Jim Starlin, Paul Gulacy, and Al Milgrom Discuss the Origins of Marvel’s Magazine Line at Terrificon 2019 Panel

by Nick Banks

Most horror fans of the 1970s fondly recall Marvel’s black and white magazine sized comic books, and for many of those that grew up in that era, they often served as an introduction to the horror genre  and Marvel’s versions of classic monsters like Dracula and Frankenstein as well as some of their own such as Man-Thing and The Zombie: Simon Garth.

Word Balloon Podcast’s John Siuntres dug deeper into the origins of the magazine line at 2019’s Terrificon panel “The Lost Marvel Magazines of the 70s” with the help of some of the most prominent artists and writers of the time period in the form of Jim Starlin, Paul Gulacy, and Al Milgrom.  And while all three creators joked that they didn’t produce a whole lot of content for the magazines, they all certainly knew the history behind them.

Comic historians often connect the rise of the Marvel magazines to the success of Jim Warren’s Creepy, Eerie, and Vampirella titles, but another contributing factor was less about competition and more about sustaining a relationship with the printer that Marvel used for the majority of their comic book output.  Starlin brought up the fact that Marvel’s publisher Martin Goodman had a number of men’s adventure magazines with ham-fisted titles such as Male and For Men Only that were profitable through the 1950s and 60s, but they began to wane in the 1970s.  This lead to many of the magazines going out of business, leaving the printer with a number of empty slots that Marvel ended up filling with the more adult oriented magazine-sized comics which included all of the new horror titles  as well as Savage Sword of Conan, The Deadly Hands of Kung-Fu, and others.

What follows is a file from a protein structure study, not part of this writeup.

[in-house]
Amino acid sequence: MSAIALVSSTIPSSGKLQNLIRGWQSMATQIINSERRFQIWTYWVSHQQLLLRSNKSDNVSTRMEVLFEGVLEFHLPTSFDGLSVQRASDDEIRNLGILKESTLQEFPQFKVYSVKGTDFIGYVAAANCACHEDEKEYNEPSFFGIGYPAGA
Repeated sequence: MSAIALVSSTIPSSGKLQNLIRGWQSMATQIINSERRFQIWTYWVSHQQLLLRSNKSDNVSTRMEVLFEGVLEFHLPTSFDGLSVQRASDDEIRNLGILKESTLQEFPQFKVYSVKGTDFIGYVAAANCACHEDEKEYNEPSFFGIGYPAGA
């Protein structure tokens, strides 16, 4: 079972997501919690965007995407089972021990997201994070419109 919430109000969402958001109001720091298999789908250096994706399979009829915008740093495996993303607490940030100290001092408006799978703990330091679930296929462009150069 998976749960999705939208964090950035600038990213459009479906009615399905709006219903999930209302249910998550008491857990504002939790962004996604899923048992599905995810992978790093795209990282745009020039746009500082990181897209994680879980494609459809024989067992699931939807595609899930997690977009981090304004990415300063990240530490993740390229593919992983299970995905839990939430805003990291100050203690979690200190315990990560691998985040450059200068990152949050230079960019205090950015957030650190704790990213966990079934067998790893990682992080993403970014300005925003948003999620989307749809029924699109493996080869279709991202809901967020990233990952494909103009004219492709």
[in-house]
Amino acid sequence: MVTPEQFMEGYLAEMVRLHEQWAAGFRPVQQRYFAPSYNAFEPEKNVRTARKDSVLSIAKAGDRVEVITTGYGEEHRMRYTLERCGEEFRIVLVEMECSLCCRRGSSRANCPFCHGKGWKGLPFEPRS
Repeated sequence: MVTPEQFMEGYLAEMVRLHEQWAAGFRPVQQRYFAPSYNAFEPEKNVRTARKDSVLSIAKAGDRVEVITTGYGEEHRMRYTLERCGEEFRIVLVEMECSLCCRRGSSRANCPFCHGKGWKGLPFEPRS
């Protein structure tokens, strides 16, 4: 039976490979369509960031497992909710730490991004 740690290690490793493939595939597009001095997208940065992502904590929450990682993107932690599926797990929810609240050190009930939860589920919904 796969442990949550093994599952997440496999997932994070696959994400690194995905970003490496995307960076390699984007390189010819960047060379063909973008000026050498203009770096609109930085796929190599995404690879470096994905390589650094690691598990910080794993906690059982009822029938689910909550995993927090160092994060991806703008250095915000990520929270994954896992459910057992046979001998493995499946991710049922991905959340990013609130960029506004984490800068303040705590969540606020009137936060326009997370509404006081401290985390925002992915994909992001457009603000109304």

Siuntres also brought up the fact that DC didn’t follow Marvel down the same path in terms of magazine production, other than Jack Kirby’s In the Days of the Mob and a title that Al Milgrom stated was planned (and worked on) by “The King of Comics”.  According to Milgrom, DC had the idea to publish a magazine entitled Black Romance, a romance comic aimed at an African-American audiences, but it never saw the light of day.

Milgrom (never afraid to speak his mind) also touched on Marvel magazines competition at Warren Publishing and that Warren “…made most of his money off of the ads and a mail order business”.  Milgrom claimed that Warren would solicit makers of monster masks, models, games, etc. that were horror/monster related and promise the companies exposure in return for free product which he would turn around and sell to readers through advertisements in his magazines.

Regardless of the origins, comic book and horror fans will always remember the black and white magazines of the 70s as some of the best non-superhero content of the decade.


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